Builder confidence stays frozen
Government, economic uncertainty hinder growth
Builder confidence for newly built, single-family homes remained frozen at a downwardly revised index level of 54 in November as future government policy worked to dent consumer confidence, the latest National Association of Home Builders/Wells Fargo Housing Market Index revealed.
This is the sixth month in a row in which more builders view market conditions as good rather than poor, but stability alone is not enough to raise the bar higher.
"Policy and economic uncertainty is undermining consumer confidence," said NAHB Chief Economist David Crowe.
"The fact that builder confidence remains above 50 is an encouraging sign, considering the unresolved debt and federal budget issues cause builders and consumers to remain on the sideline," Crowe explained.
Meanwhile, the HMI three-month moving average was mixed in the four major U.S. regions, as no movement was recorded in the South or West. However the Northeast witnessed a one-point gain to an index score of 39, and the Midwest fell three points to a score of 60.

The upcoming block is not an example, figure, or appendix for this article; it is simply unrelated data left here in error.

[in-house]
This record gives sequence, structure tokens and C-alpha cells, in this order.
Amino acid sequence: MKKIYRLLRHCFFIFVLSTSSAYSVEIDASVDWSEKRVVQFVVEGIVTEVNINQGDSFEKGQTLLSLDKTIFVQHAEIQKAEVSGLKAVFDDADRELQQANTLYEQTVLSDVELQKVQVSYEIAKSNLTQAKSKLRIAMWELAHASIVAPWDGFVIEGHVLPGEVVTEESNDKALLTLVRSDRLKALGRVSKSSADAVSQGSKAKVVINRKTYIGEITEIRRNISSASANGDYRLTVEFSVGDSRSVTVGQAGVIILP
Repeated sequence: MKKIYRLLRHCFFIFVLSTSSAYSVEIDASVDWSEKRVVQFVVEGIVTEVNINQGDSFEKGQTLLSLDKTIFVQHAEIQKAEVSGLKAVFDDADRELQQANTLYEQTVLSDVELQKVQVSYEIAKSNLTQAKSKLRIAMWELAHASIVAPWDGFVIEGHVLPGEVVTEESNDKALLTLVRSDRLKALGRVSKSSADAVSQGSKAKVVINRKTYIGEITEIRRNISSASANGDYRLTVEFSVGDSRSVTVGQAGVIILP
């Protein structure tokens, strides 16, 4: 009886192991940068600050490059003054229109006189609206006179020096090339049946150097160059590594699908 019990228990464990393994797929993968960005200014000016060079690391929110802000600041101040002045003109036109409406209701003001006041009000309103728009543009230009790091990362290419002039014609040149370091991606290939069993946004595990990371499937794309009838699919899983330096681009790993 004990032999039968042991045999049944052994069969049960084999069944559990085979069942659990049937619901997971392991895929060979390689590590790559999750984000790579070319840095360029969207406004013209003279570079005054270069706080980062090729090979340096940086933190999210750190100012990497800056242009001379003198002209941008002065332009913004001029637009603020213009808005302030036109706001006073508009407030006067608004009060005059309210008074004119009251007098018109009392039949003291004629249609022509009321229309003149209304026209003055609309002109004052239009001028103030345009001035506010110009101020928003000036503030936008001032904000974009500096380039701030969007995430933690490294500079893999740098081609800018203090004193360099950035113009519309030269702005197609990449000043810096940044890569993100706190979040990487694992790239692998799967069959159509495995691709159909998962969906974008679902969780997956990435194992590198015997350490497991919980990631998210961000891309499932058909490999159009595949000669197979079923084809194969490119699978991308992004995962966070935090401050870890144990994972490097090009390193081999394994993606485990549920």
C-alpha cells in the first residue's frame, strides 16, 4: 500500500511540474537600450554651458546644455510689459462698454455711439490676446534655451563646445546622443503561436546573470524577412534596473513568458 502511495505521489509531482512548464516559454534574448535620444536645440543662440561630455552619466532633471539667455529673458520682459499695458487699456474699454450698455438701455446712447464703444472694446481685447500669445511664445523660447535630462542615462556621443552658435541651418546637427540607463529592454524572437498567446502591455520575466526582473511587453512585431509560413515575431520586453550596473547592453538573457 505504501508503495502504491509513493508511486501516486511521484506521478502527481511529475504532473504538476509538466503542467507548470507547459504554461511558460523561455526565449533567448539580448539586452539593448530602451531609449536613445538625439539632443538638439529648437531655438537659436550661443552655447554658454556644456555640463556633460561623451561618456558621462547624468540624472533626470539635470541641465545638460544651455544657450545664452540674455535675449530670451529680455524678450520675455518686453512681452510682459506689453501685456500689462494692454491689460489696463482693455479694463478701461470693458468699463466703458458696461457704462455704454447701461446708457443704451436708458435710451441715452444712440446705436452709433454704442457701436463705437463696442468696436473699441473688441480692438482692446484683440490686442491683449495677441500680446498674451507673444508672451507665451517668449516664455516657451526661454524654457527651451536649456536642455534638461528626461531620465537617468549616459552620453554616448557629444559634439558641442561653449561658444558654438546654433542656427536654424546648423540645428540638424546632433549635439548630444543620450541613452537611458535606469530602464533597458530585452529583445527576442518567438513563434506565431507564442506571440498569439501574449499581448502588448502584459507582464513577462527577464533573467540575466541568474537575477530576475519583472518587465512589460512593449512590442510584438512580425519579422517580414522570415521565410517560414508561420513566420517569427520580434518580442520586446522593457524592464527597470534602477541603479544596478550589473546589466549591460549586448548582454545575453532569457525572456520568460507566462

"Given the current interest rate and pricing environment, consumers continue to show interest in purchasing new homes, but are holding back because Congress keeps pushing critical decisions on budget, tax and government spending issues down the road," said NAHB Chairman Rick Judson.
"Meanwhile, builders continue to face challenges related to rising construction costs and low appraisals," Judson added.
"The index really highlights the activity level we have seen in housing which has held steady after falling noticeably for the first half of the year," said Lindsey Piegza, managing director and chief economist with Sterne Agee.
"It is not great right now, and the outlook looks even grimmer, with financing costs up 100 basis points over the past 12 months," Piegza added.
In addition, builders are seeing activity levels subside, which does not bode well for year-end sales and momentum going into the first quarter of 2014, she noted.
Overall, the market is still favorable. "However if you put this in a longer context, affordability is still accommodative to homebuyers. But in a shorter timeframe and tepid job environment, 100 basis points is having a very negative affect on activity," she explained.